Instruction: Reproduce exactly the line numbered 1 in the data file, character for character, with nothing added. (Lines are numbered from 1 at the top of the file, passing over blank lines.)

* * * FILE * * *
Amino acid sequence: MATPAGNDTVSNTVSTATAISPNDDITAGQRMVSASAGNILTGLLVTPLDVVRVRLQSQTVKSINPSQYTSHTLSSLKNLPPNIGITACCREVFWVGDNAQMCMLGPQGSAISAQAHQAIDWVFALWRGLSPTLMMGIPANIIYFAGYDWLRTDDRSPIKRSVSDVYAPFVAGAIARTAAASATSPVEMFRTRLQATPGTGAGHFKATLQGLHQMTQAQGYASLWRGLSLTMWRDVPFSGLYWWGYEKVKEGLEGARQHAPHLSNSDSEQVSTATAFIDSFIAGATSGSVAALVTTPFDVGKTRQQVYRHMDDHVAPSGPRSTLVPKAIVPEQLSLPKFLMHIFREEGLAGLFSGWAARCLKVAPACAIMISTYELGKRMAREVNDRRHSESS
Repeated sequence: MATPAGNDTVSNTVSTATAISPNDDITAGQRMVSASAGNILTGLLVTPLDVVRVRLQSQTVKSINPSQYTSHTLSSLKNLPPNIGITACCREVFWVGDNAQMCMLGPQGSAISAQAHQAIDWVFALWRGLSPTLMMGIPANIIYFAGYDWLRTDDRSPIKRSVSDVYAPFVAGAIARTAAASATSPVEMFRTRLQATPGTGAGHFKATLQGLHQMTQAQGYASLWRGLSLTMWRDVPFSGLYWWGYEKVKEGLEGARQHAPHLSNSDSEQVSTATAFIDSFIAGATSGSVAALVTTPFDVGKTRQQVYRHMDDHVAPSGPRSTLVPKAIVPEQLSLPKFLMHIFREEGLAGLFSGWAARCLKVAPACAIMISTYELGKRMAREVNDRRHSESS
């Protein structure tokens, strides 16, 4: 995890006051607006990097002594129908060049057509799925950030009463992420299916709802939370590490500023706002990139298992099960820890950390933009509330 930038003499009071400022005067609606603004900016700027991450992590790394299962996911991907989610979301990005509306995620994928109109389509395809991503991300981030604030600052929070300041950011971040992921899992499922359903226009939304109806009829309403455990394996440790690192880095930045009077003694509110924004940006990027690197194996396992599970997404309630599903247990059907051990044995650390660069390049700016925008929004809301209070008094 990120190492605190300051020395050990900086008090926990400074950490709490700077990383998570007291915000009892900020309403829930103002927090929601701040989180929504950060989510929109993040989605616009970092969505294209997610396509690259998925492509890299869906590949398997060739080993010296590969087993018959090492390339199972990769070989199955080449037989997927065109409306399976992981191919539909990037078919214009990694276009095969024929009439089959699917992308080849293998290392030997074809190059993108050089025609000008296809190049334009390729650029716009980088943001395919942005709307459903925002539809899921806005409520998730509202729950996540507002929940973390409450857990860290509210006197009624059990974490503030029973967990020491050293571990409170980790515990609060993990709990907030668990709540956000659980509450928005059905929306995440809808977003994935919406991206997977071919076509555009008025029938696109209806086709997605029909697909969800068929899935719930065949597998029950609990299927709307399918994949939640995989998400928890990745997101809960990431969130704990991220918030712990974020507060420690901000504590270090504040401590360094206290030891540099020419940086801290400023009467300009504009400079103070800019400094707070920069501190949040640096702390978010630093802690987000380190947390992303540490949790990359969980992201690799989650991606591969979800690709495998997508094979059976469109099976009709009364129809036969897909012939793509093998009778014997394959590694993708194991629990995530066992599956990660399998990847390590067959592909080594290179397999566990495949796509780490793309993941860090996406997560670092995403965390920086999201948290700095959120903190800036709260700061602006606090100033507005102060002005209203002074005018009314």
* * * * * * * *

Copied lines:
Amino acid sequence: MATPAGNDTVSNTVSTATAISPNDDITAGQRMVSASAGNILTGLLVTPLDVVRVRLQSQTVKSINPSQYTSHTLSSLKNLPPNIGITACCREVFWVGDNAQMCMLGPQGSAISAQAHQAIDWVFALWRGLSPTLMMGIPANIIYFAGYDWLRTDDRSPIKRSVSDVYAPFVAGAIARTAAASATSPVEMFRTRLQATPGTGAGHFKATLQGLHQMTQAQGYASLWRGLSLTMWRDVPFSGLYWWGYEKVKEGLEGARQHAPHLSNSDSEQVSTATAFIDSFIAGATSGSVAALVTTPFDVGKTRQQVYRHMDDHVAPSGPRSTLVPKAIVPEQLSLPKFLMHIFREEGLAGLFSGWAARCLKVAPACAIMISTYELGKRMAREVNDRRHSESS